That Guy Who Isn’t You

Creative writing contest winner (non-fiction)

Samantha Lucy

When I was 12, I was finally allowed to take the city bus alone to and from Saturday gymnastics. After class, even if I took my time and helped my coach put away the mats, I would have to wait 16 minutes at the stop before the bus came. One afternoon I stood at the stop in my leotard and shorts, making puppet shadows with my topknot and the shape it made against the afternoon sunlight on the sidewalk. A man crept up to the bus stop in his brown car with its brown seats and beckoned me over with his rust-stained fingers. He told me the bus wasn’t coming and that he would give me a ride. I backed away, pretending like I hadn’t heard him. I stood frozen at the bus stop and stared at the line between my block of sidewalk and the next, lining my topknot shadow perfectly in the middle, like an arrow pinning me to that very spot. I pretended not to see him as he circled the block twice until the bus came. He wasn’t you though, because you and I are the same age and this was a long time ago, and the man with the brown fingers in the brown car that day was older than my dad.

I was 13 and Amanda K. had the biggest boobs in the whole seventh grade. We were all still wishing to fill our training bras; meanwhile, her bra straps announced the passage to the other side, like ropes holding up the drawbridge of womanhood. There was probably an Amanda K. in your school, too. And maybe your Amanda K. and her bra straps also got called into the principal’s office before first period was over, and then also got sent home, missing math and chem because exposed bra straps made it hard for boys like you to memorize multiplication. We all learned a valuable lesson from Amanda K. while she was home, missing class, and maybe you did, too: that girls were the gatekeepers of boy’s urges.

We were 15 and he was 19. He insisted all three of us – Jen, Tiff, and me – squish into the front seat of the car beside him as he drove to the liquor store. Tiff had stolen her sister’s Revlon Cherries in the Snow lipstick, which now slicked all six of our lips. My contribution to the evening was a water bottle one-third full of Malibu rum, a splash of peach schnapps, and topped off with vodka. Jen didn’t bring anything but said she would score us a cigarette – hopefully menthol – that we could smoke behind the 7-Eleven.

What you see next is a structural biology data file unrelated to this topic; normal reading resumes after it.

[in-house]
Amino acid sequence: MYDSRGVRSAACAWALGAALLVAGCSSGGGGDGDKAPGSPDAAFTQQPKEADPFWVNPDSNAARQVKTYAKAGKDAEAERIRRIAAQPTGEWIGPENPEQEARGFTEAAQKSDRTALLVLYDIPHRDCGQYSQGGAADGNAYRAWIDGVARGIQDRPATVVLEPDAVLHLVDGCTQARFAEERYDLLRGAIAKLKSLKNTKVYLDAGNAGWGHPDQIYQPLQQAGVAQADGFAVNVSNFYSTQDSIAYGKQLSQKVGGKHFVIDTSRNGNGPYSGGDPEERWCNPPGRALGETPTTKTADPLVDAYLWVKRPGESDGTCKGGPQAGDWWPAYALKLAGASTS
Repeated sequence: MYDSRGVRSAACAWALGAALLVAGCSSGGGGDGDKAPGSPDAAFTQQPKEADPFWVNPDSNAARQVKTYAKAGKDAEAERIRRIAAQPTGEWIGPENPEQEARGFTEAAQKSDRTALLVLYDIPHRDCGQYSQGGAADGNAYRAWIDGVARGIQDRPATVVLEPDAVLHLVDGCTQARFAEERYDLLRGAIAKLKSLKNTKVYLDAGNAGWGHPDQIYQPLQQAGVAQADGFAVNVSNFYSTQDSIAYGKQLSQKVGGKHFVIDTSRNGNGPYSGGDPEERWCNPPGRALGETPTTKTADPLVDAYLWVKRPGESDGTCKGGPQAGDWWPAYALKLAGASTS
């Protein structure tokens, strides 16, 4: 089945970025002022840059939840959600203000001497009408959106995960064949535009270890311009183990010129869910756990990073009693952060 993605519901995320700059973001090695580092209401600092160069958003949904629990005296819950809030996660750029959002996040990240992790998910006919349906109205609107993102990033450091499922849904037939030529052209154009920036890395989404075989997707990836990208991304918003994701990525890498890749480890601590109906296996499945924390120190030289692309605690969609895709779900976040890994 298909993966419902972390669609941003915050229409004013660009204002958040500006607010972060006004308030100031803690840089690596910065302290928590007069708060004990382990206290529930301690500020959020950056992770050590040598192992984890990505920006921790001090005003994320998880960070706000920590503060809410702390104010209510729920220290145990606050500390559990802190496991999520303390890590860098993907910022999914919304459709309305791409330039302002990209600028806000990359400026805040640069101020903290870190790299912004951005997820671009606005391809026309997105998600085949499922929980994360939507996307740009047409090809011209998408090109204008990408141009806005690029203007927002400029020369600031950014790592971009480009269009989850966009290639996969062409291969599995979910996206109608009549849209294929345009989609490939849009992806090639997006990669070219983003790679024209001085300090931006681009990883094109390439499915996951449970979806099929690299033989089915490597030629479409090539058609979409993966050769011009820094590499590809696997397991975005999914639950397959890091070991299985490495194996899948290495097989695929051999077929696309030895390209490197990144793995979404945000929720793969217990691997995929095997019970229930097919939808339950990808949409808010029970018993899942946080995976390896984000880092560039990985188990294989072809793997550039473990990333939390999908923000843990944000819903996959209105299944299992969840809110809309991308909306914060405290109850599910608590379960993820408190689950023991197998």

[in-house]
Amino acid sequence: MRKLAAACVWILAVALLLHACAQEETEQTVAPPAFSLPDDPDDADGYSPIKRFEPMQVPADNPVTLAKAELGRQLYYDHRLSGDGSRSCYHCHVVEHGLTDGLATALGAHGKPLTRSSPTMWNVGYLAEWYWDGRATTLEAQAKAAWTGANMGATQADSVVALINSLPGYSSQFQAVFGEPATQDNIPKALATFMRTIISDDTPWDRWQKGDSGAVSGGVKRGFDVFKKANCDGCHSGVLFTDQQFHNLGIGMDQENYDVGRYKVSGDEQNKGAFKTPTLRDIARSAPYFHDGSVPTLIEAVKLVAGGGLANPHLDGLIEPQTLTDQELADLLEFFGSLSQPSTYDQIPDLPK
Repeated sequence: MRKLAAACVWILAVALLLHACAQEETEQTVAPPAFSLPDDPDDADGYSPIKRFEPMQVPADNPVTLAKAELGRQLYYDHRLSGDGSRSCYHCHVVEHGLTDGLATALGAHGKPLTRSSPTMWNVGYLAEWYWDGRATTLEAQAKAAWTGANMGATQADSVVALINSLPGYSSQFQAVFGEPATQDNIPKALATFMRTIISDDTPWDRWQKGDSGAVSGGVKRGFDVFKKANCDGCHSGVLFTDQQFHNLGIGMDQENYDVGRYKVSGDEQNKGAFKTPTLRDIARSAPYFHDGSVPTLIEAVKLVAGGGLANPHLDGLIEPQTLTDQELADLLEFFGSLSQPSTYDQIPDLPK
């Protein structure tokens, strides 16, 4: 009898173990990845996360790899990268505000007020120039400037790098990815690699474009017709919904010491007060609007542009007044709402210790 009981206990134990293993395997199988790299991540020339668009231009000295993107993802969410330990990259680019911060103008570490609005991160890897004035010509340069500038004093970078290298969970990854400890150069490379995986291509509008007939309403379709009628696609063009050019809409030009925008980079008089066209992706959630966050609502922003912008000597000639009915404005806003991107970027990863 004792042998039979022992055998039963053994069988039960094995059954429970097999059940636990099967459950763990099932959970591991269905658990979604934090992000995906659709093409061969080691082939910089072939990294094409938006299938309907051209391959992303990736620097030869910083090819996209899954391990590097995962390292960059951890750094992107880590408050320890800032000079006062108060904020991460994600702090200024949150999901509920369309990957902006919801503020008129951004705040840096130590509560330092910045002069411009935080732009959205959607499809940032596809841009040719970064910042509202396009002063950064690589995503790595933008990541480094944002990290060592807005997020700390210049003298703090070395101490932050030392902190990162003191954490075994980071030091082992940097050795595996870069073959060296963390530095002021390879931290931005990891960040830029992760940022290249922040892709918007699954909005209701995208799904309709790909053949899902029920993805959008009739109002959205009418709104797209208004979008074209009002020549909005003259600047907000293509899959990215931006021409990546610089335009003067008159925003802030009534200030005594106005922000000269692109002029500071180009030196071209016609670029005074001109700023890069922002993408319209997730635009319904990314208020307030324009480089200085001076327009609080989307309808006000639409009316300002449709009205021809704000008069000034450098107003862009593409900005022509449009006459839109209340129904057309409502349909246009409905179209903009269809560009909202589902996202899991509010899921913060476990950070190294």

We asked this guy to buy us smokes and he said he had some at his house and we could stop on the way there and he would buy us real booze. We crawled into his car, not your car, and I quickly felt dizzy from the artificial scent of not one but two orange tree-shaped fresheners hanging from the rear-view mirror and whatever odour they were trying to cover up. I watched them swing back as he started the car in second gear, slamming the gearshift between Jen’s legs, forcing his hand uninvited and unavoidably deep underneath the hem of her school uniform skirt. I felt her body tense beside me and I watched the little orange trees hit the window, and I heard her gasp and I felt queasy.

The summer before I start Grade 12, I am baptized in the streets and given the names that will be used in attempts to get my attention for the next two decades: hey baby, darling, nice ass, hot stuff, and sweet cheeks.

In university, I go to a party at a frat house that is floored with linoleum from the ’70s. I am drinking beer from a keg. All the girls are drinking beer from the keg, except for the ones drinking while standing on their heads and those others who are crouched at the bottom end of a funnel while the boys at the top, none of whom are you, keep pouring and pouring. I go to find a bathroom and I see my roommate leaning off the back deck, with a boy who isn’t you pulling on the waist of her Levi’s. He tells me they are fine, and I really have to pee, so I promise to be right back, but then I see the babe from my Phil class and I forget to go right back.

Later in the evening, the pattern on the floor is moving like a sundial only 19-year-olds can see and it tells me it is time to go home. I can’t leave without my roommate, because the posters all over campus remind us that rapists will stay away if we don’t walk alone. I can’t find her, so I run-walk all the way to my dorm and it kind of sobers me up. I crawl into my bed without making a noise and I realize my roommate is there but she isn’t alone, and I hear him tell her to be quiet and I hear her say they should stop, really they should stop, and I hear him having sex with her and I don’t hear her saying no but I also don’t hear her saying yes.

I’ve just finished my degree and I have had a boyfriend who isn’t you for eight months. We are going out and so I put on the dress I wore when I met him, because it is the most flattering dress I own for how the fabric clings with all its fragile strength to my collar bone before giving up and plunging recklessly under my sternum. I meet him at the restaurant and we see a girl with a dress much more modest than mine, and he makes a comment under his breath that she is just advertising her daddy issues. I assume he is implying that her issues stem from a dad who touched her in wrong ways, and if that was the case I could fill up one hand with friends I knew whose dad or stepdad did that, and if we extended the source of said issues to include uncles and swim coaches, or even a boss grabbing an ass, I would need more fingers and toes. The ones I know had a hard enough time whispering about it, much less advertising it.